The Times sent a private letter of apology to a man after he complained one of its journalists had intruded into his grief and privacy when she approached him for comment following the death of his friend.
Simon Frew complained to the Independent Press Standards Organisation (IPSO) that the journalist “did not approach him with sympathy or discretion” and that her conduct had been “intrusive”.
He also said the journalist had made false representations to the porter in order to gain entry to his apartment building.
Frew said the journalist’s actions breached clauses 2 (privacy), 3 (harassment), 4 (intrusion into grief or shock) and 10 (clandestine devices and subterfuge) of the Editor’s Code of Practice.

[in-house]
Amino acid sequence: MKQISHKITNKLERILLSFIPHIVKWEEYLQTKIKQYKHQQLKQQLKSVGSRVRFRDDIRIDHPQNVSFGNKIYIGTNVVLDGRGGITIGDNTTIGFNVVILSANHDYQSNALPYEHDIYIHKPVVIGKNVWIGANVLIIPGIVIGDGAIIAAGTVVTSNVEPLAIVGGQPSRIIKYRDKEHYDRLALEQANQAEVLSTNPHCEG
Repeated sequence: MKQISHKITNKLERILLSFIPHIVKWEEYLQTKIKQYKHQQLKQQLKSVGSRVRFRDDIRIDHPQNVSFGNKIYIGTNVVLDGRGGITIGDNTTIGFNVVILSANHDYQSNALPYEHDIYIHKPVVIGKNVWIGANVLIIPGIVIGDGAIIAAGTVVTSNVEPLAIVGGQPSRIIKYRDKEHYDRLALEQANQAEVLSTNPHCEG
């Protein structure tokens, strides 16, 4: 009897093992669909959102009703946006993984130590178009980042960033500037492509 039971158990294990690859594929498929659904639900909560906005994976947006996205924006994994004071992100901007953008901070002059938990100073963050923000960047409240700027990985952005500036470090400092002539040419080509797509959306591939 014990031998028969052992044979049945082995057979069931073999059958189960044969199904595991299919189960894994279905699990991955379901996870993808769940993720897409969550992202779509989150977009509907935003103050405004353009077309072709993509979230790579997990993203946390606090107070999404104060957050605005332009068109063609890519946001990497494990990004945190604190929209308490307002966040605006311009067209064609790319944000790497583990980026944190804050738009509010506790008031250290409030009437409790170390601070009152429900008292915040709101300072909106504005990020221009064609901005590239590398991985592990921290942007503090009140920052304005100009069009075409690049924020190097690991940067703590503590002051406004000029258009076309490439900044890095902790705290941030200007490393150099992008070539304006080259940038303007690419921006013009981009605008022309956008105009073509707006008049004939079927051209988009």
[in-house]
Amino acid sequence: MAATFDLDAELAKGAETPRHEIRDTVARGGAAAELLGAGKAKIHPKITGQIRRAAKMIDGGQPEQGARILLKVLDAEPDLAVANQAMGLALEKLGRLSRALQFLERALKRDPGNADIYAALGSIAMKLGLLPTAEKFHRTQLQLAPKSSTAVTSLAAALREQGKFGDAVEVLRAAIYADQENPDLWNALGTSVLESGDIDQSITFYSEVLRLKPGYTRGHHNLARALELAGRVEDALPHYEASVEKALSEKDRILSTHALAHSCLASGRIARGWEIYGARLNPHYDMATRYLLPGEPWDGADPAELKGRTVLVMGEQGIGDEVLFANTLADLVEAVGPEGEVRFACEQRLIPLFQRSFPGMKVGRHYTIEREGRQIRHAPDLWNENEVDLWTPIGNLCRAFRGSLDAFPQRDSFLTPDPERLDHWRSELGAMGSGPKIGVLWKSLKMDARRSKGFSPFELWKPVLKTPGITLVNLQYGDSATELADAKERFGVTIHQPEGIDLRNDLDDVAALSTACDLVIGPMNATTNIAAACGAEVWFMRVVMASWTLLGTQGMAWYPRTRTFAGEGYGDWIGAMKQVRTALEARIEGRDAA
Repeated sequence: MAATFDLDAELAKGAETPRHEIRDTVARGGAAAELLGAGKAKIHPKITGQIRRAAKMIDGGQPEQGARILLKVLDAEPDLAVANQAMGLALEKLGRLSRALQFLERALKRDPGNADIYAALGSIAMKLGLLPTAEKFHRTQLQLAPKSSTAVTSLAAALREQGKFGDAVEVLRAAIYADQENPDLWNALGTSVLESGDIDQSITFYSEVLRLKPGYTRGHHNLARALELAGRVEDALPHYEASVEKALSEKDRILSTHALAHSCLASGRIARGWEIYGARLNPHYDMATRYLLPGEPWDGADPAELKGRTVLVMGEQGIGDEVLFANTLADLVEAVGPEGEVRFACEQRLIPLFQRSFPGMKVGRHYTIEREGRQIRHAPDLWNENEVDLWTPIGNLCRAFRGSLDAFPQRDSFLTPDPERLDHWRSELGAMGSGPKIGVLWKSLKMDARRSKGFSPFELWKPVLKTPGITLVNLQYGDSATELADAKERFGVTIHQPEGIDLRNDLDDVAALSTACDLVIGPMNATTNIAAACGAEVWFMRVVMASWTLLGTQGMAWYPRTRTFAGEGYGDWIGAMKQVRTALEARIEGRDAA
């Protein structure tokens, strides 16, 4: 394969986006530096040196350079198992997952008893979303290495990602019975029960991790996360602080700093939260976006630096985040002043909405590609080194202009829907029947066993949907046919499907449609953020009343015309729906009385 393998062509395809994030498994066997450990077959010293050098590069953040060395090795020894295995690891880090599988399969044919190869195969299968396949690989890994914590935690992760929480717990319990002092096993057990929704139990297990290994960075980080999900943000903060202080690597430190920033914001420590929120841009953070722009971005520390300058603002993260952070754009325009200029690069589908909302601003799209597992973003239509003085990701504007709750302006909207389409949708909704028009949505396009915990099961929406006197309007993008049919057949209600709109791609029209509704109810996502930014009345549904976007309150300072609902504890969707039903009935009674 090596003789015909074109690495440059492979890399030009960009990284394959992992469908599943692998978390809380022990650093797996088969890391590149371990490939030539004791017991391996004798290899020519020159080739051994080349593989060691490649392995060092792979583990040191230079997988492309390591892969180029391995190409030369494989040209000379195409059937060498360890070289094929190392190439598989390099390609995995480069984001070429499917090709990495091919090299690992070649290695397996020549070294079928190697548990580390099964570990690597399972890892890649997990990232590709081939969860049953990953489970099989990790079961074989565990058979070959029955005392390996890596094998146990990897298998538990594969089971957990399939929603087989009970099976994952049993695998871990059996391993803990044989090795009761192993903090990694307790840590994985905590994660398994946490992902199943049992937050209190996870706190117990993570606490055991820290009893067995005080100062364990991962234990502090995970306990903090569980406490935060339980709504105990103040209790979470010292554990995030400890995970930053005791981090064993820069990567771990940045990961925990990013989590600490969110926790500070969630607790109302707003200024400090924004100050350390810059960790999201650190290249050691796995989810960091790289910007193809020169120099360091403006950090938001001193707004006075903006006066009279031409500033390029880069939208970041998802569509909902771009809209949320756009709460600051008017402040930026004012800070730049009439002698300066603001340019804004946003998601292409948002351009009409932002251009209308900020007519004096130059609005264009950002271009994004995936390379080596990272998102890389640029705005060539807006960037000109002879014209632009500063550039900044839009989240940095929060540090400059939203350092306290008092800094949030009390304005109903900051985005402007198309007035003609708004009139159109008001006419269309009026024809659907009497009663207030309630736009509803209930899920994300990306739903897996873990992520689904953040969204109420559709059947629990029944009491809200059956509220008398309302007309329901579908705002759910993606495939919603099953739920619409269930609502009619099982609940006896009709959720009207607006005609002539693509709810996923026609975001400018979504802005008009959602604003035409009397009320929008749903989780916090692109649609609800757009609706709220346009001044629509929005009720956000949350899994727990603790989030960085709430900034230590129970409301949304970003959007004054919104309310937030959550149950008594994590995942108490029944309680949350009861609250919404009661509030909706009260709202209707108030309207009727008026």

The Times said it did not accept any breach of the code and denied claims that its journalist had acted intrusively.
It said: “The manner of the journalist’s approach and the questions asked did not show any lack of discretion or sympathy, and when the complainant had asked the journalist to leave, they had done so.”
The paper also claimed the building’s porter had not asked the journalist to identify herself and that she had told Frew she was a journalist as soon as she encountered him.
It told IPSO that no private information was obtained or published as a result of the conversation with Frew and that there had been no attempt to take photographs.
Frew said the letter of apology, sent after the IPSO complaint was made in February, resolved the matter. As such, IPSO did not rule on whether there had been a breach of the code.